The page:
Of the more than 1,000 respondents to the Denizens of Digitivity survey, released last week, 44% of women said they own a gaming console such as a Wii, Xbox or PlayStation, compared with just 39% of men. The survey was conducted online from Sept. 7-11.
Whether or not the findings are indicative of the general U.S. population, they are further evidence that the stereotype of the U.S. gamer--18- to-34-year-olds, single, white and male--is not necessarily on target. Indeed, the findings echo a 2006 JWT trend newsletter that explored the rising role of the female player in gamer culture.
While women are only a small percentage of the audience for violent blockbusters like "Halo," the newsletter said, they are increasingly taking part in dance and music games, making them a fast-growing segment of the gamer population.
"The idea of gaming being just for the 18-34 male set is now out of date," said Ann Mack, director of trendspotting for JWT. "You're seeing women playing games like 'Dance Dance Revolution' and 'Guitar Hero'--women under 35 who want to do something fun and social."
Mack also noted the impact that the Nintendo Wii, a console aimed at casual gamers seeking a more social experience, has had on the female player.
"The Wii has really caused a democratization of gaming, because that has opened it up to all generations and both genders," Mack said.
The video game market has been pulling an ever-widening share of U.S. advertising dollars in recent years, and the influx of female gamers will likely shape how those dollars are spent. And while marketers are probably not paying enough attention to the female player market right now, Mack said, they should be careful not to move too fast, either.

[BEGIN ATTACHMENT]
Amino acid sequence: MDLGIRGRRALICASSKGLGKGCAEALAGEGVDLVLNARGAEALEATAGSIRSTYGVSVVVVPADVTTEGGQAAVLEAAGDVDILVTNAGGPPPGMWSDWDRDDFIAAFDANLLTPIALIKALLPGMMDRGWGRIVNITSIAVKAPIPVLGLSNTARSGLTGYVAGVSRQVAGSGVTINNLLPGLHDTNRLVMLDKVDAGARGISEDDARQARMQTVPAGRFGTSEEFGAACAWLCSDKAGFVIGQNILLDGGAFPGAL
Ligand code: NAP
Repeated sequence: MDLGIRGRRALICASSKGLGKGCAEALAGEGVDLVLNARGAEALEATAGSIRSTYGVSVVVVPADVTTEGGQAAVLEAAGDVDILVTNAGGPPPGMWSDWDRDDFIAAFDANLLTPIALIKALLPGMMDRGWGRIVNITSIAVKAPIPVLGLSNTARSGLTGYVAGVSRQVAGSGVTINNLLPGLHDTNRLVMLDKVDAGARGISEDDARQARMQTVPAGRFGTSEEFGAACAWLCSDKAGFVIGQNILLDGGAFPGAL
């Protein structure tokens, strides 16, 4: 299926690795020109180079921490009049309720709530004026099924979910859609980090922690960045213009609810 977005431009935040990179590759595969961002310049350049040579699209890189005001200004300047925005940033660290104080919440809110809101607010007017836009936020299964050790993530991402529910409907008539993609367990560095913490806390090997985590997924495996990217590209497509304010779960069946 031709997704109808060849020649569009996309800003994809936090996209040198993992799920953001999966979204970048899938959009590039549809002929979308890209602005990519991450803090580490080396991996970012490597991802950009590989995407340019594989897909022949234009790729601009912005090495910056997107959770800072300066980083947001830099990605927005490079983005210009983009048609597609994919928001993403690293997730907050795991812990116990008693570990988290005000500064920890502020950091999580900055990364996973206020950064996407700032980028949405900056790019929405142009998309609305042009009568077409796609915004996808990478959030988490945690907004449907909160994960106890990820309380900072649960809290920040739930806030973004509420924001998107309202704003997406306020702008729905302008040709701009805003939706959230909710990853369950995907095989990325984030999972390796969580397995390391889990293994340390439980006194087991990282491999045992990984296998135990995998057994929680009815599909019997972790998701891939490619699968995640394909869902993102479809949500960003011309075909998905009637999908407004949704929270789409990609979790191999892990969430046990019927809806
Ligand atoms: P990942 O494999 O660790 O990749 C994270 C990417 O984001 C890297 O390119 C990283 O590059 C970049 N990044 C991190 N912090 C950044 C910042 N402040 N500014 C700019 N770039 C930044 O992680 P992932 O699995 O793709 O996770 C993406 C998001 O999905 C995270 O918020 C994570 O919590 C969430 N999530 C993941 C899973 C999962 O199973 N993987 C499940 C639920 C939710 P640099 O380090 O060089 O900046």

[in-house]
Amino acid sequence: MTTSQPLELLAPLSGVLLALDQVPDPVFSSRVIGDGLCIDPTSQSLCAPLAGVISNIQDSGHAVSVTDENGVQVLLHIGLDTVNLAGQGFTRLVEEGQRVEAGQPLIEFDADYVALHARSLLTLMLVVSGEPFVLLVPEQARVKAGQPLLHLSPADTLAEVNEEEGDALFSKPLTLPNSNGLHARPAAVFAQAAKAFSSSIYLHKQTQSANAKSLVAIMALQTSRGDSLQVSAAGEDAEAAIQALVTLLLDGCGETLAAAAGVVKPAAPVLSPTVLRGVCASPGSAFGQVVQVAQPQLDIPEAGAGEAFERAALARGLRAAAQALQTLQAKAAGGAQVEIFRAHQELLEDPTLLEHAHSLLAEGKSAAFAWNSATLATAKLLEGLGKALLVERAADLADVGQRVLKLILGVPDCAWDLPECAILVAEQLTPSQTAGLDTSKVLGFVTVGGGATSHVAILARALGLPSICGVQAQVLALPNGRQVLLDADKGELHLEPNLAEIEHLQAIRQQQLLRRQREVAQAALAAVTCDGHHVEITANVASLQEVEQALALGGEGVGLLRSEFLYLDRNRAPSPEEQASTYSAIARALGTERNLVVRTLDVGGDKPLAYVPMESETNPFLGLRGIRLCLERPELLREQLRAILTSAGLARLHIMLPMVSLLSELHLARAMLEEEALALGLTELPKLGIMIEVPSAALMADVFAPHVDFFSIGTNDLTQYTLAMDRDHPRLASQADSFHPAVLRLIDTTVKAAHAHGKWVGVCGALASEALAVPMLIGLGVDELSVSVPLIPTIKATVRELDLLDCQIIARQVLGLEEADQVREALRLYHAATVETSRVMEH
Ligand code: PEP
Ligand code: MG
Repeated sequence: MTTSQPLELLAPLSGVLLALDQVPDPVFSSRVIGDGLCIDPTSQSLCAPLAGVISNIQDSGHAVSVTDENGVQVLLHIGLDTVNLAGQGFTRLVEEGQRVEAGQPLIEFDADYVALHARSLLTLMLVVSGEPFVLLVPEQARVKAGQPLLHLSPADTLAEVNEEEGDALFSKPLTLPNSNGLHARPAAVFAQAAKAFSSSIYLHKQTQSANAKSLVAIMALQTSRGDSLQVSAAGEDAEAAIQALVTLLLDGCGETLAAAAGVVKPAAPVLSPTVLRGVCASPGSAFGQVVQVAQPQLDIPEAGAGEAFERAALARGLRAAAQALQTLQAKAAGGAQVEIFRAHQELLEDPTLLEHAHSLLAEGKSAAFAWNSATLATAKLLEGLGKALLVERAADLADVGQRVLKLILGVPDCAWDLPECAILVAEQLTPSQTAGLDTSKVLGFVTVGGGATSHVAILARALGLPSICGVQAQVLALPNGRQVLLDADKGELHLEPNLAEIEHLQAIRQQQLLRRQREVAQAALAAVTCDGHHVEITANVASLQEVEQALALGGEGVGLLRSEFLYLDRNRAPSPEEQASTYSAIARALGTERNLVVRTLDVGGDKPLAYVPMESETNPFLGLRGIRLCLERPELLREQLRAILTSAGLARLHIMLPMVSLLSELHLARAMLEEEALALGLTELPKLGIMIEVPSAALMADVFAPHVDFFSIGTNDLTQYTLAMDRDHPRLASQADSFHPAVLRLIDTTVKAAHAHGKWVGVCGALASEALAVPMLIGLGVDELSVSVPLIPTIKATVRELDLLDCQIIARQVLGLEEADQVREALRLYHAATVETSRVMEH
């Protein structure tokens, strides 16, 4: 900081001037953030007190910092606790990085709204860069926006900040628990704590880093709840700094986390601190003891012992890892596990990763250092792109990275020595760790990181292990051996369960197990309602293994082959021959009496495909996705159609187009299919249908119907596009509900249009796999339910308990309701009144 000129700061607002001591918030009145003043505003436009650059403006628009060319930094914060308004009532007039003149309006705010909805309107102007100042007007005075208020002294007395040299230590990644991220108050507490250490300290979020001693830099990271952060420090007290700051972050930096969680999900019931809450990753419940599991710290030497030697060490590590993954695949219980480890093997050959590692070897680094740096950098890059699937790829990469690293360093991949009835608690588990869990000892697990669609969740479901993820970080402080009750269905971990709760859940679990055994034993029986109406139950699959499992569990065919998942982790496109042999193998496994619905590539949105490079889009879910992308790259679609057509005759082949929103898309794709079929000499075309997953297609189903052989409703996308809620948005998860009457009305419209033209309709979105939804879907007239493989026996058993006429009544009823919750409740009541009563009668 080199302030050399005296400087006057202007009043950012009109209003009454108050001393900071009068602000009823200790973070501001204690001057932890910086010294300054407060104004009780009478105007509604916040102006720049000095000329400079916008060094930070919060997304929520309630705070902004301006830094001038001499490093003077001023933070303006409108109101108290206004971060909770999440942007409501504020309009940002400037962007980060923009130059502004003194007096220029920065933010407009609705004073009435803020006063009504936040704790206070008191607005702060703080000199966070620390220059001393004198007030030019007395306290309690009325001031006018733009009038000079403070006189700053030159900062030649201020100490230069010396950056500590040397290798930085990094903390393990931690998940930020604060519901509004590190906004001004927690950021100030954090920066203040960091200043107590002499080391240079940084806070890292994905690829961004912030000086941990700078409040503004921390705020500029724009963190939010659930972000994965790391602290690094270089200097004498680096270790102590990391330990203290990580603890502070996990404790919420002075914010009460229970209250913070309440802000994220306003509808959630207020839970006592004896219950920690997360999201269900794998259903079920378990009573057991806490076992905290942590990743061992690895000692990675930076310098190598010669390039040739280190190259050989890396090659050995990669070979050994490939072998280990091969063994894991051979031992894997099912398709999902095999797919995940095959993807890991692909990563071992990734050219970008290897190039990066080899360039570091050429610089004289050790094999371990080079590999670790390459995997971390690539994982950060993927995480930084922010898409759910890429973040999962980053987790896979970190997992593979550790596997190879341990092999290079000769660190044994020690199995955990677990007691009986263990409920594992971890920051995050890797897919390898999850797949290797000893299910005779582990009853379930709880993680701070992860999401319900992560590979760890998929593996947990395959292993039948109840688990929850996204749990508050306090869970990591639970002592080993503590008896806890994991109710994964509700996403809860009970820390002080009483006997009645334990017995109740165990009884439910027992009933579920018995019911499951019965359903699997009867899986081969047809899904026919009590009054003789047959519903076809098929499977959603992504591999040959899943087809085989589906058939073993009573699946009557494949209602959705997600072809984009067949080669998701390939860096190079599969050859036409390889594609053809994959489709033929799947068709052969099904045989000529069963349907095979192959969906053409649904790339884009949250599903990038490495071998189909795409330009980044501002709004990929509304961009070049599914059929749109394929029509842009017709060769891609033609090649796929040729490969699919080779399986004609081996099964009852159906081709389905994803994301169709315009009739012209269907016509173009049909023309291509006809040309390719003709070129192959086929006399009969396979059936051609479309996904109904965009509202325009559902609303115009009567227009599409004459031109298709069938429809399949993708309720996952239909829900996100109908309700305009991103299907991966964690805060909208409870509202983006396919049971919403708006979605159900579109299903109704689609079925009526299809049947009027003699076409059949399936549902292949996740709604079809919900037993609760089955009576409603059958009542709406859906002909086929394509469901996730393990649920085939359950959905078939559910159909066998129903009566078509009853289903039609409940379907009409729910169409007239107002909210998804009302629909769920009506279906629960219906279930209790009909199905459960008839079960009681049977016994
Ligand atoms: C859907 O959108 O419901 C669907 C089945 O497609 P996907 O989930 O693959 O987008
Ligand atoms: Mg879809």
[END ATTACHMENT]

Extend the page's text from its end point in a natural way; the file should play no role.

"The money is where the hardcore gamers are. They're the ones who are really passionate about it and the ones who are going to go out and buy the beta version in order to be part of the next 'Halo' game," she said. "But more and more, as these consumers groups open up, [marketers] will focus on these growing segments."
The survey also found that a slight majority of respondents (55%) could imagine "feeling OK" without an Internet connection for a few days at most; and only about a fifth more than that (18%) could go without access for a full week.
"The survey shows that time spent with new digital technologies eats not only into time spent with traditional media but also into physical activity, face-to-face socializing and even sex," it stated.
The research also suggested that women are slightly more likely to own a digital camera than men, men and under-35 are most likely to use WiFi networking at home, and men are more likely than women to access the Web from outside the home.